Go For a Walk
A lack of physical activity and mounting stress are inextricably intertwined, so if you’re feeling stressed out, try taking a walk for a few minutes. Not only does exercise boost your endorphin levels, reducing stress and increasing feelings of well-being, the mere act of moving can provide some respite from those negative thought patterns that contribute to your stress.
Have a Glass of Tea
Taking a break with some tea may help you break out of that stress-induced rut. The meditative act of steeping and drinking tea can help you slow down and take the focus off what’s stressing you out. Even better, the results of a Japanese study suggest that, among a group of 2774 adults, those who regularly consumed tea had less stress than those who opted for other beverages.
Take Some Deep Breaths
Getting a handle on your stress could be as easy as taking a few deep breaths. Slow, deliberate breathing fills your lungs with oxygen, decreasing the anxious feelings that often accompany being out of breath, and can slow a racing heart in the process. Researchers at the University of the Basque Country have even found that deep breathing exercises helped reduce cortisol levels in both male and female study subjects, suggesting that those deep breathing exercises may help you slim down, too.
Stress may make it hard to find things to smile about, but putting on an ear-to-ear grin may actually make you happier, if you can muster one. Researchers at the University of Kansas have found that college students who smiled during stressful tasks had significantly reduced physiological responses to stressful stimuli than those who stayed stone-faced.
Repeat Some Affirmations
The phrase “fake it ‘til you make it” doesn’t just apply to self-esteem; it can also be a helpful idea when you’re dealing with unwanted stress. Cheesy as they may seem, research published in the 2014 Annual Review of Psychology reveals that self-affirmations can actually yield positive psychological results, increasing confidence and mitigating stress along the way. If you can’t see yourself standing in front of a mirror declaring yourself worthy of love and admiration, that’s no problem; writing down your mantras works just as well.
Put Your Phone Away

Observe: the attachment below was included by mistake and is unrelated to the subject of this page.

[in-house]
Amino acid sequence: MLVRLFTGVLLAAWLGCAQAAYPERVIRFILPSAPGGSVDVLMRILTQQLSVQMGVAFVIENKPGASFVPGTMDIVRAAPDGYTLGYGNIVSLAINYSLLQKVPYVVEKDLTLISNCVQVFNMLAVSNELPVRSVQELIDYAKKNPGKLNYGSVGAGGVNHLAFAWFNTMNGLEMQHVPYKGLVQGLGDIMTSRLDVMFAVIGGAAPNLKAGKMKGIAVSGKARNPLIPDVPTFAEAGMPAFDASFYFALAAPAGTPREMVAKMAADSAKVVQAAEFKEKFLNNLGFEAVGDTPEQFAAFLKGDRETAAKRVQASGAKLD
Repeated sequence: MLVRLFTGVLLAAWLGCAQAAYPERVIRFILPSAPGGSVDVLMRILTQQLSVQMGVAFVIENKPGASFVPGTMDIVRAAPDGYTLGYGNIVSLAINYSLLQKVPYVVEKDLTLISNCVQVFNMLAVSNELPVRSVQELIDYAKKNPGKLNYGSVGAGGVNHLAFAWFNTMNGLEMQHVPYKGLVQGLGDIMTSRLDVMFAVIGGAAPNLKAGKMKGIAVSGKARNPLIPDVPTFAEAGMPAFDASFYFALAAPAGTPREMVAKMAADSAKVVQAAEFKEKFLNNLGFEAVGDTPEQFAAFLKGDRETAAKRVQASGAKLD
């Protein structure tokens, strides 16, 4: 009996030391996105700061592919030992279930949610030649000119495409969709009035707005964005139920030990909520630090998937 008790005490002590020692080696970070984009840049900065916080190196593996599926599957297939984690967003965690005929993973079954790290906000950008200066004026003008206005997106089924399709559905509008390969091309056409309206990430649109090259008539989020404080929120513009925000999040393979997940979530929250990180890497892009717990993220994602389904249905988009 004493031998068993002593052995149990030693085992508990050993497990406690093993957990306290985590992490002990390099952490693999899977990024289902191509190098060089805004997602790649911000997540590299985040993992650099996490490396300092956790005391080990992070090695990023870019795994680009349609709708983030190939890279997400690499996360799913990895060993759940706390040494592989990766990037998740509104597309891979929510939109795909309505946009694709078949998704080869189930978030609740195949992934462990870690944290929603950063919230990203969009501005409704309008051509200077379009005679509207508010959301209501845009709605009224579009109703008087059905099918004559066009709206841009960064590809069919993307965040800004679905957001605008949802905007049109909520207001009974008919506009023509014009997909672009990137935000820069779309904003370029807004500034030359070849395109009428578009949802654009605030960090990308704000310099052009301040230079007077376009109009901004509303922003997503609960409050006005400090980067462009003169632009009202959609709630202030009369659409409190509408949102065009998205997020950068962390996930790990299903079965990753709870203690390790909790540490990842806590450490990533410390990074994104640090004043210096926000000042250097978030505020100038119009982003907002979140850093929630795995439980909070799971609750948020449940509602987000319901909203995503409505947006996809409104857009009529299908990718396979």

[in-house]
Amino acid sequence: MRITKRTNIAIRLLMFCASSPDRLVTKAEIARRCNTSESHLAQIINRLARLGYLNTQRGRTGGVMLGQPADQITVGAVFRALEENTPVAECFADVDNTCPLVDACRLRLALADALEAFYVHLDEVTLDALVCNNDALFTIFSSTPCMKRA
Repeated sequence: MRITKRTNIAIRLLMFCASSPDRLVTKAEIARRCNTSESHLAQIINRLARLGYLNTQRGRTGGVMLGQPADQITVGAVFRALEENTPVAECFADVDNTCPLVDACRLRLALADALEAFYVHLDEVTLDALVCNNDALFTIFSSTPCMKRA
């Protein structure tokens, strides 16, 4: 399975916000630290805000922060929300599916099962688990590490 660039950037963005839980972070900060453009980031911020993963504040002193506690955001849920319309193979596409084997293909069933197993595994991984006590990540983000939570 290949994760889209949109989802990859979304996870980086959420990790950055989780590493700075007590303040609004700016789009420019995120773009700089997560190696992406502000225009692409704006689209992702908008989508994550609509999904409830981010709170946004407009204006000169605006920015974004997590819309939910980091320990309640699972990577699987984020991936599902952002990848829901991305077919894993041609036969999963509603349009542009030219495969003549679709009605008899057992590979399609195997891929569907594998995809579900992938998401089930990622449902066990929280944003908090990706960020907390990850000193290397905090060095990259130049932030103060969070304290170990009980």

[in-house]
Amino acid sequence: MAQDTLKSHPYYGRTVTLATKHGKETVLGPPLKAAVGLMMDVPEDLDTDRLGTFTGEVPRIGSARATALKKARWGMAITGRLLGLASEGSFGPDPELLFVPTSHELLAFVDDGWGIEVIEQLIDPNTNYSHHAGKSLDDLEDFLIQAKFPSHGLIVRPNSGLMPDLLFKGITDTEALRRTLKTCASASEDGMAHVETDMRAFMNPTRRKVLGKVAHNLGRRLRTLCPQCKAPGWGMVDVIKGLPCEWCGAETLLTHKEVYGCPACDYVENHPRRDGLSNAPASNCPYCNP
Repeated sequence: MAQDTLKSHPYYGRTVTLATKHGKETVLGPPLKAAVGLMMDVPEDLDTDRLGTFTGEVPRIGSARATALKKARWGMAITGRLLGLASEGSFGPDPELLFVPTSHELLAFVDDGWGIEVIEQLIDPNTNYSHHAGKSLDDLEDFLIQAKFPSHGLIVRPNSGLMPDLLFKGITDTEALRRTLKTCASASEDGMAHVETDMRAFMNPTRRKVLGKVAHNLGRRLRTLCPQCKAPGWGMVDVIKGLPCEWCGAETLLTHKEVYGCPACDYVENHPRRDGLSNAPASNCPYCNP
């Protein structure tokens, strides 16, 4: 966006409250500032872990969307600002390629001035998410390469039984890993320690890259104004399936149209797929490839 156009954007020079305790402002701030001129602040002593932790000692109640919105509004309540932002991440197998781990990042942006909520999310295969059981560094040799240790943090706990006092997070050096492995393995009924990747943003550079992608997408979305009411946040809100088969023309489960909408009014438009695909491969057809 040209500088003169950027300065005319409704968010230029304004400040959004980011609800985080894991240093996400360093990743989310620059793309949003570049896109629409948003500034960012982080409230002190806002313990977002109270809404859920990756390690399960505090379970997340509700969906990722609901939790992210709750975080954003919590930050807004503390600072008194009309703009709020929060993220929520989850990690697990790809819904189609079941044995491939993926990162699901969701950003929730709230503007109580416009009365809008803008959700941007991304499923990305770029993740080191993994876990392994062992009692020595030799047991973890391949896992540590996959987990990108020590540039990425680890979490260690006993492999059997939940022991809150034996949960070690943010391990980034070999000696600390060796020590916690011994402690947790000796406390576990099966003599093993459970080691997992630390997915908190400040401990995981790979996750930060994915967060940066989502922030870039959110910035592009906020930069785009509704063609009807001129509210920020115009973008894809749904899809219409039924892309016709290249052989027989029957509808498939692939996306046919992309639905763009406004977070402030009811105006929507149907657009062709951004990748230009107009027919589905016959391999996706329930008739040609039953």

Checking social media may make you feel connected to your friends and family even when you’re far apart, but for many people, constantly checking our phones can actually increase stress. According to a study from the Pew Research Center, individuals who were exposed to stressful events via their friends’ social media feeds were likely to internalize said stress. The solution? Put your phone away whenever possible and connect with the people in your life the old-fashioned way.
Crank Some Music
While your Adele impression may not be winning you any fans, listening or singing along to your favorite songs can provide some serious stress relief. Research published in PLoS One reveals that study subjects exposed to exterior stressors lowered their heart rate and salivary cortisol levels faster after listening to music than after listening to other supposedly relaxing sounds, like running water.
Stretching may not be a huge calorie-burner, but when it comes to stress, this relaxing method of self-care can change your mood in seconds. Not only can stretching fight back against any physical pain that could be making you feel stressed, research suggests that stretching can prompt an increase in feel-good hormone dopamine while reducing cortisol levels.
Spend Some Time Alone
While spending time with friends and family can help some people manage stress, it’s just as important to build some solo time into your routine. Spending time by yourself can help distance you from stressors like work, relationships, and that never-ending to-do list while providing you time to engage in some self-care activities, like reading, exercising, or treating yourself to a spa day.
Want to lower your stress level in a hurry? Try unplugging for a bit. Researchers at Harvard Medical School have linked the blue light emitted by electronic devices to reductions in natural melatonin production, reducing both the quality and quantity of our sleep, and potentially ramping up our stress level in the process. Fortunately, committing to just a few device-free hours a week can make a huge difference in your stress level while minimizing your risk of so-called digital diseases, like gamer’s thumb and text neck.